Twenty-something entrepreneur Paola Amores, owner of Filipino grocery store Amores Oriental Mart in London, proves that, to run a thriving retail business in the UK, fortune indeed favors the brave.
While it is an unacknowledged truth that Mondays are universally dreaded—seeing the word can send people into varying states of doom and gloom—Paola Amores, the entrepreneur behind the increasingly popular Filipino grocery store Amores Oriental Mart in London, revels in it. “Mondays are the best part of my week,” the 25-year-old admits in an interview with The Filipino Expat Magazine.
It isn’t even because Mondays at Filipino grocery store Amores Oriental Mart in London are easy. Quite the contrary, Mondays happen to be the grocery’s busiest day as delivery orders need to be gathered, packed, and dispatched by 5 p.m. directly from the store at North Finchley—a suburb in the London Borough of Barnet—to the depot, to guarantee her promise of next-day delivery. And as her partner and helpful family members have full-time jobs, Amores does all these on her own while attending to a steady stream of walk-in customers.
Raising the stakes
Having graduated with a degree in business and finance at the University of Westminster, Amores recognized that when it comes to business, the higher the risk, the higher the reward. Add a global health crisis that decimated enterprises worldwide to that equation, and the risk increases tenfold. But even as the odds were stacked against setting up shop during the Covid-19 pandemic’s apocalyptic tour across the UK, Amores—who has worked at an Asian store since she was 16—strongly felt it was worth the gamble.
“I wasn’t scared to open a food business at that point because no matter how much we struggled, Filipinos are always going to spend on food. The pandemic actually ended up being good for us,” she relates. With government restrictions shuttering restaurants in the country, people were staying at home, and as was the trend worldwide, some ended up discovering a love for cooking their own meals.
That trend, and the fact that the space we found was quite small, which means our expenses wouldn’t be as high convinced me and my partner to invest our money on a new venture as we couldn’t get a mortgage straight away anyway. Sumugal lang talaga kami.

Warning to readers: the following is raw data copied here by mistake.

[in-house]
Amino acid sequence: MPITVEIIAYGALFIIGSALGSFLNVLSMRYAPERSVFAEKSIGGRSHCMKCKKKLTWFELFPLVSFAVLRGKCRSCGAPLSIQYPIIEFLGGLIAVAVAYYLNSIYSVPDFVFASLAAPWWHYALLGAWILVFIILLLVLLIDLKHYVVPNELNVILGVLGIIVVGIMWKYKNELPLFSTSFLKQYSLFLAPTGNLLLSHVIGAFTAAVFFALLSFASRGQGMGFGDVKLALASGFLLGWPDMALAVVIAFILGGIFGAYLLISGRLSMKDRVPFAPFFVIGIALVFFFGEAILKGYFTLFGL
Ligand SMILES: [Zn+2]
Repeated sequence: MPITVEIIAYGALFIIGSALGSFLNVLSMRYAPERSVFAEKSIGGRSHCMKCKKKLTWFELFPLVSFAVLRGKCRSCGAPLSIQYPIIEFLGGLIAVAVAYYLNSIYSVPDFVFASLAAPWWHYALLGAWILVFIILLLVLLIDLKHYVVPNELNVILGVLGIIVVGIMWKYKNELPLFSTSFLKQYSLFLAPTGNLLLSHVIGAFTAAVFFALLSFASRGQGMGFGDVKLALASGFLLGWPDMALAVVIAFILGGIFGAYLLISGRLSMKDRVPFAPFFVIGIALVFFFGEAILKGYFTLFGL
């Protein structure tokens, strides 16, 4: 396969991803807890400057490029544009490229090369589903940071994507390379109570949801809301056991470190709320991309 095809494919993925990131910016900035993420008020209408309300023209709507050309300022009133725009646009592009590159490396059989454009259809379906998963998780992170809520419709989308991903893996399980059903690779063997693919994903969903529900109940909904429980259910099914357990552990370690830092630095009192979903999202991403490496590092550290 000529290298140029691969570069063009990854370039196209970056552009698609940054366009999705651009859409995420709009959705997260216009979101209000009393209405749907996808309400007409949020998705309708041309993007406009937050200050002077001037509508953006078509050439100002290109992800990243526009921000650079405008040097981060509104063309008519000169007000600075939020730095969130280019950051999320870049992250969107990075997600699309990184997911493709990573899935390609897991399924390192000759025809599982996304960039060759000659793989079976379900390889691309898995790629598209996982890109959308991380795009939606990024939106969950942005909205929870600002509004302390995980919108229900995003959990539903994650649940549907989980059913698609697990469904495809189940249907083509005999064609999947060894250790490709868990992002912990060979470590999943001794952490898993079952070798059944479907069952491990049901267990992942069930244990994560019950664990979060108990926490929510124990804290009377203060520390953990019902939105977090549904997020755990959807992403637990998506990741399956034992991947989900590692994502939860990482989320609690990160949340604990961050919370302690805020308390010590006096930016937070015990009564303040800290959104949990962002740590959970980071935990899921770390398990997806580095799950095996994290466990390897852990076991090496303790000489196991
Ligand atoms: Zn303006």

Some bets come at an unexpectedly high price, however, as Amores would discover months into running the business mostly by herself. Being the 80% owner of the business meant she was the one on top of things—from sales and inventory to daily operations and marketing. Even with the extensive experience she had gained from her previous employment at an Asian shop, it was a different story entirely when it was her life savings at stake. “I thought the only skills that I needed to learn was how to do taxes and deal with government-related matters. I did not expect to struggle so much with time management. Doing inventory, monitoring stocks, sorting out the bills, and dealing with suppliers—all on my own—all of which were made doubly hard because the pandemic cut down everybody’s work hours, became very frustrating,” she relates.
In the trenches
Amores’ business-related frustrations eventually seeped their way into her personal life. Ironically, the more her business gained steam, the more her relationship with her partner deteriorated. “When we started the business, we were still together as a couple. Because the business consumed so much of my time and energy, we saw less of each other and soon there were a lot of misunderstandings. We ended up breaking up,” she shares, lamenting, “the first time I finally achieved something, it came at the cost of my personal happiness.”